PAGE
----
Parents may have heard about alleged child negligent or injury in the news because Minnesota Vikings star running back Adrian Peterson was indicted recently on charges of reckless or negligent injury to a child
For perspective on this situation, we spoke with Allison Jackson, MD
, Chief of the Division of Child and Adolescent Protection Center at Children’s National.
Jackson advises parents to respond in a corrective, nurturing way when disciplining their children that supports a child’s self-esteem. Appropriate discipline should begin early on, she says.
Dr. Jackson said, as a pediatrician, “We don’t recommend physical discipline. Research continues to demonstrate the negative impact of physical discipline on the health and well-being of children.”
Spanking teaches a child it’s okay to hit
“The starting point for families is that the word discipline means to teach,” she said. “We admonish our children in an effort to teach them what is acceptable and unacceptable behavior, what is safe and not safe to do. When spanking, what are you teaching?”
“By hitting your child your kids learn that it’s okay to hit. Children imitate our behavior. That’s exactly how they‘re acting out their experiences, so if you set the precedent that hitting is okay, don’t be surprised that they hit others,” Dr. Jackson said.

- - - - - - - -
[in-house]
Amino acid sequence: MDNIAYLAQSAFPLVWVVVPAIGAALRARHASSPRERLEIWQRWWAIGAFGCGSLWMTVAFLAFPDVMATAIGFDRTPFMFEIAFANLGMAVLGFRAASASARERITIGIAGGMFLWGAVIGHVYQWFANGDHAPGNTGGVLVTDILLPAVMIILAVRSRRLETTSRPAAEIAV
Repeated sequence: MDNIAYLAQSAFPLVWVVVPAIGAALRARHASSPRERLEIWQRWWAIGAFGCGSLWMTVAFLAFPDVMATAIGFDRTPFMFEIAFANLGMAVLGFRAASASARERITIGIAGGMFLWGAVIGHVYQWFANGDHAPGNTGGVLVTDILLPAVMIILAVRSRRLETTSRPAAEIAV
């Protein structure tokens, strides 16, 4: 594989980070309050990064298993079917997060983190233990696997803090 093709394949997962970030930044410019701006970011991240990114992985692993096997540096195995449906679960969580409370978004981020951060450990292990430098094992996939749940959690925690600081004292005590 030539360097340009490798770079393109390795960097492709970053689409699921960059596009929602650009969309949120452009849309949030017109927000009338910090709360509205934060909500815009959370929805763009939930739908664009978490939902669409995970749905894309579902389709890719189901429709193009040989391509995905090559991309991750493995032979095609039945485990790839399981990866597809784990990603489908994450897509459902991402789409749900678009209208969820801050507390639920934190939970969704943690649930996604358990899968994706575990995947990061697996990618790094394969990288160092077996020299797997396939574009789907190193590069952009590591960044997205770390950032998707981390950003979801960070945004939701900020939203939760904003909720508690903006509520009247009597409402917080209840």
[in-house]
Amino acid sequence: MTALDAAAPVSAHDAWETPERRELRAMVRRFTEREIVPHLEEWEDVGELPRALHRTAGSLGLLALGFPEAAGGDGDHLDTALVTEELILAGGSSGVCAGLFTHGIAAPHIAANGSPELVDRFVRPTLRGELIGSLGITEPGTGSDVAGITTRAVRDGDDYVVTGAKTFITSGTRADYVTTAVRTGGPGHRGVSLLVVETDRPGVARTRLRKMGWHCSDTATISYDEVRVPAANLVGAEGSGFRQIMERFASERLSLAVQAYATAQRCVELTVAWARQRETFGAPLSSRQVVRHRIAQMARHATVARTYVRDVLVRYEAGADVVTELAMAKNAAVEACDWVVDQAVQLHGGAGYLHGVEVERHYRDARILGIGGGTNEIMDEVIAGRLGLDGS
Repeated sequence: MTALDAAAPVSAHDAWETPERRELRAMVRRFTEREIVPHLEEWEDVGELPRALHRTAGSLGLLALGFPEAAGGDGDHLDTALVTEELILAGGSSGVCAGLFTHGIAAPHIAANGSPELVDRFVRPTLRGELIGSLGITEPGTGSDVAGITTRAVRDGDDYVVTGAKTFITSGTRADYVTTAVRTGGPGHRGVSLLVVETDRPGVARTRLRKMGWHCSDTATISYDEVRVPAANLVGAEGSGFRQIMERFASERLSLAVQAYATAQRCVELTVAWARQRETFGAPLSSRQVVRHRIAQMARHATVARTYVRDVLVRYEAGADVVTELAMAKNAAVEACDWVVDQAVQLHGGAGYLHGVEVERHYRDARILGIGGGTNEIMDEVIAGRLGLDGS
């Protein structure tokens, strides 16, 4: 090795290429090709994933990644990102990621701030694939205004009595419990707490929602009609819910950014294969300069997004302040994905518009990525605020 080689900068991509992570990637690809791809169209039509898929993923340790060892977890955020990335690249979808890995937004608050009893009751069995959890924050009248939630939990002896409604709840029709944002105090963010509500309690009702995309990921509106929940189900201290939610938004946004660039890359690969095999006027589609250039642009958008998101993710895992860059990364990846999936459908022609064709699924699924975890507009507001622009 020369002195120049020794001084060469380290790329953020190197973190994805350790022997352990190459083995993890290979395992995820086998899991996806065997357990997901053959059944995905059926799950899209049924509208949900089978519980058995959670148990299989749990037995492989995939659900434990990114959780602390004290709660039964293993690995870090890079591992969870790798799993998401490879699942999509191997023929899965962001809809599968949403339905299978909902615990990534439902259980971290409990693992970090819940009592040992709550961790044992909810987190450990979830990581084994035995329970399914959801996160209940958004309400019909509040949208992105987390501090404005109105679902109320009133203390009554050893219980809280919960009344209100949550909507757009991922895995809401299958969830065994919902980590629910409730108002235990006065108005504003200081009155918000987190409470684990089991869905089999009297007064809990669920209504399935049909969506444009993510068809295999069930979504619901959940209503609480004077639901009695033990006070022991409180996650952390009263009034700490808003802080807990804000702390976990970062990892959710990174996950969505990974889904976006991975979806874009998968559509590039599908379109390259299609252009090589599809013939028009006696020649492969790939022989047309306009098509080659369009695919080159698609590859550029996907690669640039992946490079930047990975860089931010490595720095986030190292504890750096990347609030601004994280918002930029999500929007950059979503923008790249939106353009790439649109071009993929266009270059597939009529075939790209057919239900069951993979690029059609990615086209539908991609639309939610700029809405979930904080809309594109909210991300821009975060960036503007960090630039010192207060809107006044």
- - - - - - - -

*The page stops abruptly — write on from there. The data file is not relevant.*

The child-injury charge against Peterson has sparked discussions about discipline, parenting, boundaries, and tough love. And studies show hitting children can cause long-term damage “that increase the likelihood of depression, anxiety and antisocial behavior,” according to a Washington Post report on how spanking affects brain chemistry.
Consistency Is Key
“Children need consistency and repetition,” says Dr. Jackson. “The rules have to be the same regardless of whose household they are in. And you have to provide a consistent response. You have to respond appropriately to the misbehavior. If it’s wrong at grandma’s house, it’s wrong in our house. Kids don’t learn their ABCs in one try, and they won’t learn your rules in one try, they learn by repetition.”
Parents, Time-Outs Aren’t Just for Kids
Timeout is very effective and not just for children, according to Dr. Jackson.
“Kids can make us angry, they make us frustrated,” acknowledges Dr. Jackson, a parent herself. “But we have to understand their development and as they’re becoming mentally and physically more independent, they start to test their limits. It’s not that they’re being bad, but they‘re experimenting and we have to put the boundaries in place in a nurturing way.” Parents should take a time out themselves - take a deep breath, walk away for example.
The Child and Adolescent Protection Center treats more than 1,300 children annually from Washington, DC, and surrounding jurisdictions, and serves more than 1,800 children annually through its participation in the District of Columbia's Multidisciplinary Team on Child Abuse.
When differentiating between parenting and abuse, Dr. Jackson said she and her team look for physical and psychological damage.